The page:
The Top 5 Copenhagen Tourist Traps

Copenhagen is a wonderful city, especially if you know how to use it in the right way. Here is a list of a few golden rules of conduct and tourist traps. Avoid these and you’ll be on the right track to a fantastic stay.

1. Tivoli in major holidays
Tivoli is fun but also expensive. Being Denmark’s single largest tourist attraction with more than 4 million visitors a year the huge line outside on special days like Halloween and Christmas is really not worth the wait. Tivoli should be visited in the summer time, if at all, and be prepared to pay large amount for rides, food, drinks, well basically for everything inside the walls.

2. The main shopping street
The main shopping street is nowhere to go. It is crowded, the stores are the same as in any other European city and the tall buildings block the sun all day. By avoiding the main shopping street, ‘Strøget’, you’ll also avoid other unpleasant phenomena like hustlers, beggars and thieves.

3. The bike lane with no bike
At all costs avoid stepping onto the biker’s lane! People bike a lot in Copenhagen and they ride fast at all streets and at all times of day and night – a common newbie mistake is to step out into the bike lane without looking and this tends to lead to huge traffic jams, and piles of bikes and people in the streets. If things don’t turn out all that bad, you can be sure to get a few sour words from the bikers if you make this mistake.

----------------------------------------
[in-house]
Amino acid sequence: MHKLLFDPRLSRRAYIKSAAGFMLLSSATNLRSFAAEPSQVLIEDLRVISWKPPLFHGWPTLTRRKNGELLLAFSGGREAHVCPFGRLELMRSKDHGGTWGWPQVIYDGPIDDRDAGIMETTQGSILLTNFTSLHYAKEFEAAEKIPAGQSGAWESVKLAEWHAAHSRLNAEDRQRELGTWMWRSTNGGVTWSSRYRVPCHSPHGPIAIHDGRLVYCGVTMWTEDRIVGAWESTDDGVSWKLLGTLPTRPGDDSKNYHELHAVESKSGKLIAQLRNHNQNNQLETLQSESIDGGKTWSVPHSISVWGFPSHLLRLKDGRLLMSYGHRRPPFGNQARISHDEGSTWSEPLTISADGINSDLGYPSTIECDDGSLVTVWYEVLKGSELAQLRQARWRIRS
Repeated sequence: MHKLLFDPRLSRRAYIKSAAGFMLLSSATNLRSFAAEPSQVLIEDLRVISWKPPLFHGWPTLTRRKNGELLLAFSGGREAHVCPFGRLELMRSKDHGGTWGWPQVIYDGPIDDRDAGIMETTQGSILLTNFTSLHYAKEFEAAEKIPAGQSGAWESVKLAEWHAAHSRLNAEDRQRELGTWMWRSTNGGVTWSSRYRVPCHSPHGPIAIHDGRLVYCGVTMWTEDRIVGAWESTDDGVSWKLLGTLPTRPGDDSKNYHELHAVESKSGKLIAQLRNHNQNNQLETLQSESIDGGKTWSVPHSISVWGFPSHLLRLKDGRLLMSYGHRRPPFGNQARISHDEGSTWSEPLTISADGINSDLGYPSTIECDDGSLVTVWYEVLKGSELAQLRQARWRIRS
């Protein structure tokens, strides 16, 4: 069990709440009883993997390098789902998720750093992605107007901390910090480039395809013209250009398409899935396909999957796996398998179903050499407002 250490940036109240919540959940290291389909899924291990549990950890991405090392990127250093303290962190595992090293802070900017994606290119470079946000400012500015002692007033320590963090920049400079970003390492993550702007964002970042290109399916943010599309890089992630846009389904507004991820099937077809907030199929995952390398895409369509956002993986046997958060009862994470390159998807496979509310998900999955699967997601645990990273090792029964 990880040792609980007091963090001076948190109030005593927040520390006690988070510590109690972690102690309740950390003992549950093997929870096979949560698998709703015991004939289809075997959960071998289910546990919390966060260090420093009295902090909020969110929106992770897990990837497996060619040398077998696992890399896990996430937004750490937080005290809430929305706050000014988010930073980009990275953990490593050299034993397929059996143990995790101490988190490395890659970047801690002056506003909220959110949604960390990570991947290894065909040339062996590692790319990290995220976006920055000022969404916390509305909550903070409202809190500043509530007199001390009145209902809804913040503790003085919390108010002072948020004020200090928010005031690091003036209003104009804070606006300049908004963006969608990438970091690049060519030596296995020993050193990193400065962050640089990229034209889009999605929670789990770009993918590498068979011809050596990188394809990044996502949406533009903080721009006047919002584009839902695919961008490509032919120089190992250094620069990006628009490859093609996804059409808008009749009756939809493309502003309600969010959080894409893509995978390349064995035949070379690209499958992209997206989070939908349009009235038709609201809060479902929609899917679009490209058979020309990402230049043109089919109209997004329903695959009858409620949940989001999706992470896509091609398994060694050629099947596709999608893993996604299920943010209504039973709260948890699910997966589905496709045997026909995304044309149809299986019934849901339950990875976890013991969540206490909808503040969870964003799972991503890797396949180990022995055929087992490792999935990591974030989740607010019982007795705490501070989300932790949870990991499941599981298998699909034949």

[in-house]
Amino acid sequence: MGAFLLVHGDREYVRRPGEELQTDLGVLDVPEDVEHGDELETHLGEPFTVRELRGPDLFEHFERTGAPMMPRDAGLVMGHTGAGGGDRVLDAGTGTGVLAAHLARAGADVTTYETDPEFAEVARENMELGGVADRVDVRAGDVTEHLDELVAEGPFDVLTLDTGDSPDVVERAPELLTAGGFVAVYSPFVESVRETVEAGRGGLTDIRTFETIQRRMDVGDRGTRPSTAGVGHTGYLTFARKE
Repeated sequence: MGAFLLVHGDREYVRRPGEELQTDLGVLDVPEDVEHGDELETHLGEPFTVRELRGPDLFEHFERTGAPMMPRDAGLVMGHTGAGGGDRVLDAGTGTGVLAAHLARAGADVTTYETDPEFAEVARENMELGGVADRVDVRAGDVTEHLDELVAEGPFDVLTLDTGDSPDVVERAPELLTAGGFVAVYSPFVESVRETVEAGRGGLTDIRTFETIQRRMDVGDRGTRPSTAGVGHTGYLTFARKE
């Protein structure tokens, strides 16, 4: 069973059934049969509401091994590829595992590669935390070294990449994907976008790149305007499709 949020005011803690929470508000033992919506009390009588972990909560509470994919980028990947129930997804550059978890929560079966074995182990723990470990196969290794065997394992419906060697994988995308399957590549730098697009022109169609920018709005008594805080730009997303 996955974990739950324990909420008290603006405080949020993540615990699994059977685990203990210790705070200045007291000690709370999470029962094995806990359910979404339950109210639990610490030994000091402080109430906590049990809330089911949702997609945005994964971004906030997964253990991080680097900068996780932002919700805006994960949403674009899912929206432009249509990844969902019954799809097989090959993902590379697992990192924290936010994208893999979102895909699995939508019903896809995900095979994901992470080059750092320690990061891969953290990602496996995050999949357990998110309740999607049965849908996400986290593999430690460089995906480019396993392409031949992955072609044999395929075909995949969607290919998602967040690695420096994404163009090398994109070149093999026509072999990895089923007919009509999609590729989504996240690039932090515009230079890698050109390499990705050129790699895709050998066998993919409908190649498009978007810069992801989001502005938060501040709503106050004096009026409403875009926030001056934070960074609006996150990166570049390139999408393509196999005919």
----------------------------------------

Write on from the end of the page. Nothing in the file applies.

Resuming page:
4. The high-priced canal tours
The canal tours are a great way to see the city, but be careful: Two different companies operate the boats, and one is double the cost. The cheap ‘Netto’ boats are the way to go, and you’ll even avoid listening to the annoying speaker announcements from the tourist guide.

5. Inner City Tourist Bars
When arriving at Copenhagen Central Station posters will try to lure you into bars such as Rosy McGee’s. This must be avoided at all costs. No locals would dream of stepping foot inside; the drinks are expensive, the music is horrible and the crowd is either teenagers or middle-aged.

Source by Ken Sand

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